As William Michael Albert Broad would put it, “It’s hot in the city…tonight”, and there is little doubt that can have an effect on your listening habits. But it’s not all pinky blue skies and sunshine supermen in terms of what’s made the roundup of the best new music from the last month.
There is a reassuring balance between light and shade, which might lead the naive to believe that these roundups were not just thrown together, but were, in fact carefully planned and curated.
First off we have a strong contender for album of the year. Due to such ephemeral matters as questions of personal taste, it may not be your album of the year, but I can guarantee you that when the nights are fair drawing in it will remain one of mine.
Imagine someone writes a collection of poignant and moving songs, then gets some of your favourite singers to sing them, and what you have is the new R.M. Hubbert album Telling The Trees as mentioned in last month’s roundup. For two such records to come along in consecutive months seems like an over withdrawal in the karma bank (we’ll pay, we’ll pay), but that’s what has happened.
Starless, whose self-titled album is out now, is the latest project from ex-Love and Money man Paul McGeechan and has, among others, The Bathers’ Chris Thomson, The Lotus Project’s Marie Claire Lee, Julie Fowlis and Paul Buchanan singing vocals on various tracks, each one of whom are among my favourite singers.
However, the real treat for me is the overdue return of Gwen Stewart, singer in legendary bands such as Wild River Apples and Sugartown, and who is in possession of one of Scotland’s great voices. She sings on the 2.03 minute ‘Yellow Midnight’ and it’s hugely exciting to have her back, if only for a such a short while. With that line-up, Mr McGeechan is spoiling us, and every one should realise it.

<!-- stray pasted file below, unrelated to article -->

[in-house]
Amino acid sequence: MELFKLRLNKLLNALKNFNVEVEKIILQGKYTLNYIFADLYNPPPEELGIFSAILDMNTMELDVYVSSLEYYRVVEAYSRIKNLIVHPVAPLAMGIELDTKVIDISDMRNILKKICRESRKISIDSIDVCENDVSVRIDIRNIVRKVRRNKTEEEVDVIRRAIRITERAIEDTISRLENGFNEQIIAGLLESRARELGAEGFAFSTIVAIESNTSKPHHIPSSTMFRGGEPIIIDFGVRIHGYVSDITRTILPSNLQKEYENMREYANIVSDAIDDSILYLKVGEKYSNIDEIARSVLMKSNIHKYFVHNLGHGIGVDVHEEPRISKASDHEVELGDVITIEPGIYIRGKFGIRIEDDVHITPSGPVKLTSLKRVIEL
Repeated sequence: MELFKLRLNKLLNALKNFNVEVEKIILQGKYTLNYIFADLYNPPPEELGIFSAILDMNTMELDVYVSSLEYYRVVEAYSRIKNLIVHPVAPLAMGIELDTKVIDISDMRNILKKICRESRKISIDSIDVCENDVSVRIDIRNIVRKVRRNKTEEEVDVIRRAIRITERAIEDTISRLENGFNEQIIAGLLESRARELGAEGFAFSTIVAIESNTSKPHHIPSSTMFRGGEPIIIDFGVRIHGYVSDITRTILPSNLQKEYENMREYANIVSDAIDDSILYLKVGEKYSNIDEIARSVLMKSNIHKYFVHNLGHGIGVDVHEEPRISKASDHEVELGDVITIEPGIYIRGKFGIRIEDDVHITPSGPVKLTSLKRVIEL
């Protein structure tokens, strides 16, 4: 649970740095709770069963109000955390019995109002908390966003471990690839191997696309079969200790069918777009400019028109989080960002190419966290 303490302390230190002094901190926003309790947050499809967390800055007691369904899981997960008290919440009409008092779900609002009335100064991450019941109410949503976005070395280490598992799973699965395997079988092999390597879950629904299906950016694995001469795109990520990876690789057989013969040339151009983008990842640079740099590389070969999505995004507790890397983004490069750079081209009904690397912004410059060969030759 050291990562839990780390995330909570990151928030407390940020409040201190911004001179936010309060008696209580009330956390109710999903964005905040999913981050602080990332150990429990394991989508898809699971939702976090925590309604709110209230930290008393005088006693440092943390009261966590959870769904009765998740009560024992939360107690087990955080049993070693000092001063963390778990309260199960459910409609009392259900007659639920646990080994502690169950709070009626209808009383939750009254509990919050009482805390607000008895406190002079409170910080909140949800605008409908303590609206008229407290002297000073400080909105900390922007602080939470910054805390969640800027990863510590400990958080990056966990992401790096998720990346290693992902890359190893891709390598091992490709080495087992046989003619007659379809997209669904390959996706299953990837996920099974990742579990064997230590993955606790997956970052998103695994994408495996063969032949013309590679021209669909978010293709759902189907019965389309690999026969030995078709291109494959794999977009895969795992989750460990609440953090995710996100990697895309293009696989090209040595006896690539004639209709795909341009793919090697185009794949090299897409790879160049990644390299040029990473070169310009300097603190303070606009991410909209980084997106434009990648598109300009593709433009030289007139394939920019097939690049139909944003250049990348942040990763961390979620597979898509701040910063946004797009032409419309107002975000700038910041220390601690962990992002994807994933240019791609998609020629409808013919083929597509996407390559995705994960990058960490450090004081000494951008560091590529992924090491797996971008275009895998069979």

I could have written this month’s roundup on Starless alone, breaking it down track by track, but that’s not what we’re here for, and there is other great music on its way. However, I wanted to get across why this album means so much to me and has touched me so profoundly. It’s not just that as a collection it is reminiscent of Craig Armstrong at his very best. It’s not purely because every track is unforgettable but, when taken together, works towards a much greater whole. It’s not as simple as those singers and the songs, even. It’s because this is the sound of my music – it’s in my bones. Always has been, and always will.
Featuring the heavenly voice of the aforementioned Chris Thomson, this is ‘Misty Nights’, and if it makes you feel as it does me, we’re going to get on just fine: